Last Updated on April 4, 2023
Travel and Leisure Magazine named only seven U.S. cities to its “The 50 Best Places to Travel in 2020” list and Oklahoma City was included. The writers cited it as an upcoming arts and culture destination, and they are spot on. You, too, will be surprised at what to see in OKC!
Oklahoma’s capital city has only become a more intriguing destination since.
Oklahoma City not only has world-class hotels and fantastic museums, but also 80 miles of greenway trails and an Olympic training facility with a kayak park.
The city is easily reached from Will Rogers Airport and is at the crossroads of Interstate 35, Interstate 40, and Interstate 44 if you are driving. There is a train station as well.
Driving is not bad in the city, but parking can be a problem in some places. One way to avoid that is to look for the green, blue, and pink cars of Oklahoma City Streetcar that link the major neighborhoods downtown. Seven cars run on two loops six days a week. There are 22 platforms on the 4.7-mile loop, so a stop is never far. Day passes are available on each platform for $3 or single-use tickets for $1. Enjoy your visit to Oklahoma City!
OKC what to do?
National Cowboy and Western Heritage Museum
Start your journey of what to see in OKC with this museum combining art and history. The art is outstanding. The galleries are filled with realistic paintings, sculptures, and items from the early days of the west.
There are bronze statues of many old west characters as well as historic cavalry and rodeo figures.
If you are a history lover, the exhibits will appeal to you. An entire gallery is devoted to the culture of Native Americans.
Less serious history is also brought to life. If your inner kid longs to go back to the thrilling days of the Wild West with the cowboys of the silver screen, you can ride the range with Roy Rogers and Gene Autry. There are displays focusing on the old Clint Eastwood Spaghetti Westerns.
My favorite exhibit is Prosperity Junction, a recreated frontier village. You can visit the full-sized replica schoolroom, bank, and more.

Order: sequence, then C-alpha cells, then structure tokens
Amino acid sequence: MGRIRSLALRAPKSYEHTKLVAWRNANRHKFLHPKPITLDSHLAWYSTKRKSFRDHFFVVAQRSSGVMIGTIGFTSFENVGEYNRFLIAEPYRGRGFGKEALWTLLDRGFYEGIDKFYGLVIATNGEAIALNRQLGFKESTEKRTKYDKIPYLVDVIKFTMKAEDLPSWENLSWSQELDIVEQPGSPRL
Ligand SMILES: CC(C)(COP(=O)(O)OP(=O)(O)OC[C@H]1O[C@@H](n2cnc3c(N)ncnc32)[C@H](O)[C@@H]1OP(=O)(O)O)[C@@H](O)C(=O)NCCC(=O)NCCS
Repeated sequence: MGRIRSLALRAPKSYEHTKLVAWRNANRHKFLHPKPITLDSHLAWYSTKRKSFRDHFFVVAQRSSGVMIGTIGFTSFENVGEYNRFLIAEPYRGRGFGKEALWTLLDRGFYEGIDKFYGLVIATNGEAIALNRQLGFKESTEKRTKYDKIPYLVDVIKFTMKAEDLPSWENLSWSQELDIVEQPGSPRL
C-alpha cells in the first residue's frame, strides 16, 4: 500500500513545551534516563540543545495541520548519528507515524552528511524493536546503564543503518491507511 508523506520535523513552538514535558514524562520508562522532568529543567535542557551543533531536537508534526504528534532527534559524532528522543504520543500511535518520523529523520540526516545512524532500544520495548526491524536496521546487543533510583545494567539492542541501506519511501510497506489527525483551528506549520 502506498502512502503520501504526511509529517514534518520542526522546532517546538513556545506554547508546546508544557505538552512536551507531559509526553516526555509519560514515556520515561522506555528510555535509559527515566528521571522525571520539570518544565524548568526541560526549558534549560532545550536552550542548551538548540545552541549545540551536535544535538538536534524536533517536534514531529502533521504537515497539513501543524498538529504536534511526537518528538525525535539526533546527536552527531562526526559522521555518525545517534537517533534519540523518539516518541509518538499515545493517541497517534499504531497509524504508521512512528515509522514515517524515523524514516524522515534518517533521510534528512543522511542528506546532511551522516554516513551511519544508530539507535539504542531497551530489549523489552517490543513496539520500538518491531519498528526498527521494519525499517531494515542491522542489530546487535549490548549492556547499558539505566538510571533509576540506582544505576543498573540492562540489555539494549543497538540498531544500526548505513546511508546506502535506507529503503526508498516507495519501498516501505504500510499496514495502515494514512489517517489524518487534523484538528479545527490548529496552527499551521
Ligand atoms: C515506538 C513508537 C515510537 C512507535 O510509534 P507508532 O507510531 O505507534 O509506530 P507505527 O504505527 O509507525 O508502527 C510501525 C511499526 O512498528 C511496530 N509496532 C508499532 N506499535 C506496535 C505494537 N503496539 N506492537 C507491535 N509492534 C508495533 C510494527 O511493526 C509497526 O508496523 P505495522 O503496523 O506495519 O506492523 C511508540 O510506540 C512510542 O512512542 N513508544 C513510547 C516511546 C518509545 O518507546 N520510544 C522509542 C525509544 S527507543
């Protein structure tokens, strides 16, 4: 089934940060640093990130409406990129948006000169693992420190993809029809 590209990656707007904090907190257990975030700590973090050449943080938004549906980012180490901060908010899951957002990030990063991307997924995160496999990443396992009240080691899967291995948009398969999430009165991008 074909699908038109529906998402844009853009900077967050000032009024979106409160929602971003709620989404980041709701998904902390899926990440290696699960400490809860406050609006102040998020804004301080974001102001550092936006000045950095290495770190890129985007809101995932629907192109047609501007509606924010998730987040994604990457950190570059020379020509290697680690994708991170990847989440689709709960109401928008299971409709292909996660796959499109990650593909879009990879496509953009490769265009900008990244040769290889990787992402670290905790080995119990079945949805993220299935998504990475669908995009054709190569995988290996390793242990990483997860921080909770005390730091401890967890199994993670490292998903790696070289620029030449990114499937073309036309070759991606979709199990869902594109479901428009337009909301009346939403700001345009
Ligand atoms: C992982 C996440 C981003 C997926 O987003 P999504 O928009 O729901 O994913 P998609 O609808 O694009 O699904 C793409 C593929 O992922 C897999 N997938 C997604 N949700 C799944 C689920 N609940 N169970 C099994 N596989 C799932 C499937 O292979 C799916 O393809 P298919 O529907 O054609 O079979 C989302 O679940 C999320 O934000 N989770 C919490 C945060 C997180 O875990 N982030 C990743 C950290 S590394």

Oklahoma History Center
The Oklahoma History Center takes a chronological approach through the state’s history from the Native Americans to the present day.
One of the most impressive exhibits is the Heroine Steamboat on the second floor. The Heroine predates the romantic era of steamboats on the Mississippi. It was built in 1832 and sank on May 6, 1838. It was recovered from the Red River. In those days most steamboats didn’t last six years; the Red River was very treacherous.
Another exhibit showcases the native peoples of Oklahoma. It takes you through life there from the early days, through the Trail of Tears, to contemporary Native American cultures. Until 1907, Oklahoma was not a state, but considered Indian Territory.
Other exhibits cover commerce, warfare, and the musical Oklahoma.
The Oklahoma City National Memorial Museum
When thinking about what to see in OKC, the most moving site centers around one of the most horrific acts of terrorism committed in modern history, the 1995 Oklahoma City Bombing. This museum walks visitors through the event minute-by-minute when a homegrown white nationalist murdered 168 innocent people, including 19 children, with the bombing of the Alfred P. Murrah Federal Building.